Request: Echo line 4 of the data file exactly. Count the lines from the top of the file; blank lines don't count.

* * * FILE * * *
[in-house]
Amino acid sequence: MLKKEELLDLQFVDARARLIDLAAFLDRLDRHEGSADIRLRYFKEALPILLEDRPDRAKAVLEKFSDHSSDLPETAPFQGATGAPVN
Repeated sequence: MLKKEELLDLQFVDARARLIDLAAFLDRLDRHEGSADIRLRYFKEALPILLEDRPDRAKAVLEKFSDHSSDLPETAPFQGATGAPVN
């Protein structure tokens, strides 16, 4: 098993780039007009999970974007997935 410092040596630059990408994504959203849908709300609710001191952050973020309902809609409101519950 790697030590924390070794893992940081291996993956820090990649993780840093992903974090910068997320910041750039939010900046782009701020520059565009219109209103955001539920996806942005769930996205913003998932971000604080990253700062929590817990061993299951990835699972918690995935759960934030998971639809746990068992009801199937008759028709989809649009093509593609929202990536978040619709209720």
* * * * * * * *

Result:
């Protein structure tokens, strides 16, 4: 098993780039007009999970974007997935 410092040596630059990408994504959203849908709300609710001191952050973020309902809609409101519950 790697030590924390070794893992940081291996993956820090990649993780840093992903974090910068997320910041750039939010900046782009701020520059565009219109209103955001539920996806942005769930996205913003998932971000604080990253700062929590817990061993299951990835699972918690995935759960934030998971639809746990068992009801199937008759028709989809649009093509593609929202990536978040619709209720």